Lightning ignited the Carlton Complex fires on July 14, 2014. At first residents of Pateros had little reason for alarm. The four initial fires burned many miles to the north in the hills above Carlton and Twisp. Pateros is in a low, green, and seemingly protected spot on the north bank of the Columbia River, where the Methow River enters. The Red Cross set up an evacuation center there for people fleeing the fires from the north.
Yet on July 17, hot winds fanned the flames into what authorities called "one long, continuous firestorm" that raced south at breathtaking speed ("Brewster Not Being Evacuated"). At 3 p.m., the fire was still five miles away from Pateros, yet "the wind is taking it where it chooses to go" said a fire official (Lacitis and Mannix ). By 5 p.m., authorities realized that the town and the adjacent resort area of Alta Lake were in immediate danger.
Okanogan County Sheriff Frank Rogers and his deputies ordered a Level 3 evacuation -- the most urgent kind. One resident said that he, like many of his neighbors, was busy hosing down his roof and yard. A deputy drove up and ordered them via megaphone to get out immediately.
"He was pretty mad sounding," said the resident. "He yelled, ‘Everybody get out or I'll cuff people!' At that point I figured I better evacuate" (Lacitis and Mannix).
Rogers said that one resident could not find her car keys as flames advanced on her yard. Fortunately, another neighbor showed up and drove her to safety. It was "pandemonium on the streets of Pateros "and people were "crying on the side of the road" (Lacitis and Mannix). Electricity was cut off and the smoke was so thick that residents had no clear idea what was happening. The Red Cross shelter sent its evacuees to safety in Okanogan.
A Funnel of Fire
At about 8 p.m. the flames blew all of the way into the now-empty town of Pateros. One man said he drove away just as the fire reached the front of his home. It was, he said, "just a funnel of fire -- all you could do was watch her go" (Lacitis and Mannix). The fire swept down two of the city's streets and burned homes in what appeared to be a random pattern. Some homes -- but not all -- were spared because homeowners had cleared the surrounding areas of brush and dry grass. The Carlton Complex fire created such furious winds aloft that flaming embers fell from the sky onto the roofs of homes.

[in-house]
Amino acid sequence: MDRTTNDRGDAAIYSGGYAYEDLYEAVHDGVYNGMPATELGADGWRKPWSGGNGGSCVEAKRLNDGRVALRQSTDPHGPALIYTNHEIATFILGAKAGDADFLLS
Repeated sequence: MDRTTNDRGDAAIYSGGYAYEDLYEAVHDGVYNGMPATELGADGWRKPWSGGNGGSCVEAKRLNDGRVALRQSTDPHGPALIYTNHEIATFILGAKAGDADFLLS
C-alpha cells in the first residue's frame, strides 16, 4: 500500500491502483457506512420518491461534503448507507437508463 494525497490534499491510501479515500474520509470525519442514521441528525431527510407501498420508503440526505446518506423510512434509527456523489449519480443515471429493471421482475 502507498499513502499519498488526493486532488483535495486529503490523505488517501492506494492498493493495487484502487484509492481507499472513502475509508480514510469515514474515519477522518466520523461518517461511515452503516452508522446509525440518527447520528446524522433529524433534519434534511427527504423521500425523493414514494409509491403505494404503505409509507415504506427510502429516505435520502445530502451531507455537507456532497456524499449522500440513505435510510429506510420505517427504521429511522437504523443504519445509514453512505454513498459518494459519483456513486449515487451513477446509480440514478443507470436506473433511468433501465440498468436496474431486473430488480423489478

"It's been nuts," said an exhausted Sheriff Rogers the next morning. "We were on roads telling people to leave and three hours later it was all gone. Everybody's been notified. I just hope they all left" ("At Least 95 Homes Gone in Pateros"). The fire also swept southward to the outlying community of Alta Lake, and destroyed about 40 homes along with the Alta Lake Golf Course's pro shop and maintenance shop. That area had also been evacuated and the fire caused no deaths or injuries.
More than a hundred of the evacuees went to a Red Cross shelter at Chelan High School, about 20 miles away. On July 18, Washington Governor Jay Inslee (b. 1951) visited the shelter and said, "You're the center of the state right now" (Lacitis and Mannix).
Returning to Devastation
Many people returned to Pateros that morning. The town's mayor, Libby Harrison, soon discovered that she, along with many other families, had a long job of rebuilding ahead. Nothing was left of her home except the driveway. As she surveyed the damage, she said she was "still in shock" (Lacitis and Mannix). Some residential streets looked like a "bomb had been dropped on them" (Lacitis and Mannix).
The town's small business district was spared. Pateros High School survived intact, despite initial reports that it had had burned, and the school became a community center for aid and donations. The American Red Cross later established a Client Service Center in Pateros, and a former grocery store was converted to the Pateros Relief Center.
The worst was over for Pateros, but the Carlton Complex fire would also burn many homes around Brewster, Carlton, and in the Chiliwist Valley near Malott. By the time the fire was declared 100 percent contained on August 24, 2014, the Carlton Complex fire had claimed 353 homes and burned a total of 256,108 acres, making it the largest wildfire recorded in Washington history. (A year later, another fire complex, the Okanogan Complex, was reported to have surpassed the Carlton Complex in acreage, but the fires forming the Okanogan Complex never merged into a single huge fire and were ultimately recorded as two separate fires, so the Carlton Complex fire remained the state's largest single wildfire.)
Mayor Harrison later stepped down to deal with family needs. The new mayor, George Brady, said in October 2014 that many of the town's losses were not covered by insurance. However, he said the town was steadily rebuilding and, in general, "I think we're fine" ("100 Days After the Firestorm").